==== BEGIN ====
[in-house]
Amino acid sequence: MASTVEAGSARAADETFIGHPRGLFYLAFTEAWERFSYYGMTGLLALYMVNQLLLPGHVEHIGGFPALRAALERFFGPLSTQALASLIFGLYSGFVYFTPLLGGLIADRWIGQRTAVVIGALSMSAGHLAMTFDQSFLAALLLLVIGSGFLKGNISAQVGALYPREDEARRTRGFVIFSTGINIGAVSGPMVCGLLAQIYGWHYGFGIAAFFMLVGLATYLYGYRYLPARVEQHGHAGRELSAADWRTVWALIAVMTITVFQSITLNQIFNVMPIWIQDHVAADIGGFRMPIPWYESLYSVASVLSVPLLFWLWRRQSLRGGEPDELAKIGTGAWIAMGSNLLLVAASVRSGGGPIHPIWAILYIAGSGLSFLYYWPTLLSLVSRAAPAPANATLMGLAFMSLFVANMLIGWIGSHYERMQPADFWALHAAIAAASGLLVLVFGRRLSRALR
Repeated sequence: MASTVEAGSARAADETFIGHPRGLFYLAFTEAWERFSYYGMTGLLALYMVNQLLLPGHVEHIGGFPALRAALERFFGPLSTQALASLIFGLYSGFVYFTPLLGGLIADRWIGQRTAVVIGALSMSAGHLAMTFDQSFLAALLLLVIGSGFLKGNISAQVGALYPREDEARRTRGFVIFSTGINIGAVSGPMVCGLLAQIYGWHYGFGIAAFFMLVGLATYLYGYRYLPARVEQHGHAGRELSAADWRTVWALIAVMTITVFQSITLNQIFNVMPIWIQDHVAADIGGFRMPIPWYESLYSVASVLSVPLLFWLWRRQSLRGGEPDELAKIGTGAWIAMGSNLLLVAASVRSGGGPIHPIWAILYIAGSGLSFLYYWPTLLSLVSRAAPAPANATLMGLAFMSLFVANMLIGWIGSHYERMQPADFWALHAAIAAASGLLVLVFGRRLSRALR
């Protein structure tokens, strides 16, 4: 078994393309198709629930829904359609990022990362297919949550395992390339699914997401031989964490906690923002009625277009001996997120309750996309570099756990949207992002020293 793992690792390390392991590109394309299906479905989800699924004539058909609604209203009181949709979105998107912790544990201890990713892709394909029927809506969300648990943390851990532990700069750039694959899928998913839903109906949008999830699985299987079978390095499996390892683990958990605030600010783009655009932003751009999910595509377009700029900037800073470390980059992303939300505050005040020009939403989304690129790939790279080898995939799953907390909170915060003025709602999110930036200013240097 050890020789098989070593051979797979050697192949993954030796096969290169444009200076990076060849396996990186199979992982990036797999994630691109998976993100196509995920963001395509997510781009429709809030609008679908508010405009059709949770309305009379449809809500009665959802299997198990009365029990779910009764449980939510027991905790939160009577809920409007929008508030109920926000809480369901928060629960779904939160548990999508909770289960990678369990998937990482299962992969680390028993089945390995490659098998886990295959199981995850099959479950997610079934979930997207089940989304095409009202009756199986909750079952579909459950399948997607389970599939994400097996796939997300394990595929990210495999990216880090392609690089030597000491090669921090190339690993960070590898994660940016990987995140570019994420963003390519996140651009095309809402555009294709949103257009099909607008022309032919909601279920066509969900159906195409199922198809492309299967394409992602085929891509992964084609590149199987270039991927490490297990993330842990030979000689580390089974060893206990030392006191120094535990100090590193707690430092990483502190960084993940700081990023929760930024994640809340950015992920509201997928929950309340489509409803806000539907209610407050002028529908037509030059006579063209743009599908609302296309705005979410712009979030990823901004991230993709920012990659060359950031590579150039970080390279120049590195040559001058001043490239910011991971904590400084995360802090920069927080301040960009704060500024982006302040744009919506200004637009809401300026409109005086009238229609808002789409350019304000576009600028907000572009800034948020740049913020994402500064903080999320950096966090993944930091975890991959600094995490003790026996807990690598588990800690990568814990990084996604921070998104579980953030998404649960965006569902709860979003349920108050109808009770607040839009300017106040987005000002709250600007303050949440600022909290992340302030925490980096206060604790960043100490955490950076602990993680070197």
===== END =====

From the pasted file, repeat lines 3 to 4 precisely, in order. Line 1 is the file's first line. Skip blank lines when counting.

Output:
Repeated sequence: MASTVEAGSARAADETFIGHPRGLFYLAFTEAWERFSYYGMTGLLALYMVNQLLLPGHVEHIGGFPALRAALERFFGPLSTQALASLIFGLYSGFVYFTPLLGGLIADRWIGQRTAVVIGALSMSAGHLAMTFDQSFLAALLLLVIGSGFLKGNISAQVGALYPREDEARRTRGFVIFSTGINIGAVSGPMVCGLLAQIYGWHYGFGIAAFFMLVGLATYLYGYRYLPARVEQHGHAGRELSAADWRTVWALIAVMTITVFQSITLNQIFNVMPIWIQDHVAADIGGFRMPIPWYESLYSVASVLSVPLLFWLWRRQSLRGGEPDELAKIGTGAWIAMGSNLLLVAASVRSGGGPIHPIWAILYIAGSGLSFLYYWPTLLSLVSRAAPAPANATLMGLAFMSLFVANMLIGWIGSHYERMQPADFWALHAAIAAASGLLVLVFGRRLSRALR
């Protein structure tokens, strides 16, 4: 078994393309198709629930829904359609990022990362297919949550395992390339699914997401031989964490906690923002009625277009001996997120309750996309570099756990949207992002020293 793992690792390390392991590109394309299906479905989800699924004539058909609604209203009181949709979105998107912790544990201890990713892709394909029927809506969300648990943390851990532990700069750039694959899928998913839903109906949008999830699985299987079978390095499996390892683990958990605030600010783009655009932003751009999910595509377009700029900037800073470390980059992303939300505050005040020009939403989304690129790939790279080898995939799953907390909170915060003025709602999110930036200013240097 050890020789098989070593051979797979050697192949993954030796096969290169444009200076990076060849396996990186199979992982990036797999994630691109998976993100196509995920963001395509997510781009429709809030609008679908508010405009059709949770309305009379449809809500009665959802299997198990009365029990779910009764449980939510027991905790939160009577809920409007929008508030109920926000809480369901928060629960779904939160548990999508909770289960990678369990998937990482299962992969680390028993089945390995490659098998886990295959199981995850099959479950997610079934979930997207089940989304095409009202009756199986909750079952579909459950399948997607389970599939994400097996796939997300394990595929990210495999990216880090392609690089030597000491090669921090190339690993960070590898994660940016990987995140570019994420963003390519996140651009095309809402555009294709949103257009099909607008022309032919909601279920066509969900159906195409199922198809492309299967394409992602085929891509992964084609590149199987270039991927490490297990993330842990030979000689580390089974060893206990030392006191120094535990100090590193707690430092990483502190960084993940700081990023929760930024994640809340950015992920509201997928929950309340489509409803806000539907209610407050002028529908037509030059006579063209743009599908609302296309705005979410712009979030990823901004991230993709920012990659060359950031590579150039970080390279120049590195040559001058001043490239910011991971904590400084995360802090920069927080301040960009704060500024982006302040744009919506200004637009809401300026409109005086009238229609808002789409350019304000576009600028907000572009800034948020740049913020994402500064903080999320950096966090993944930091975890991959600094995490003790026996807990690598588990800690990568814990990084996604921070998104579980953030998404649960965006569902709860979003349920108050109808009770607040839009300017106040987005000002709250600007303050949440600022909290992340302030925490980096206060604790960043100490955490950076602990993680070197």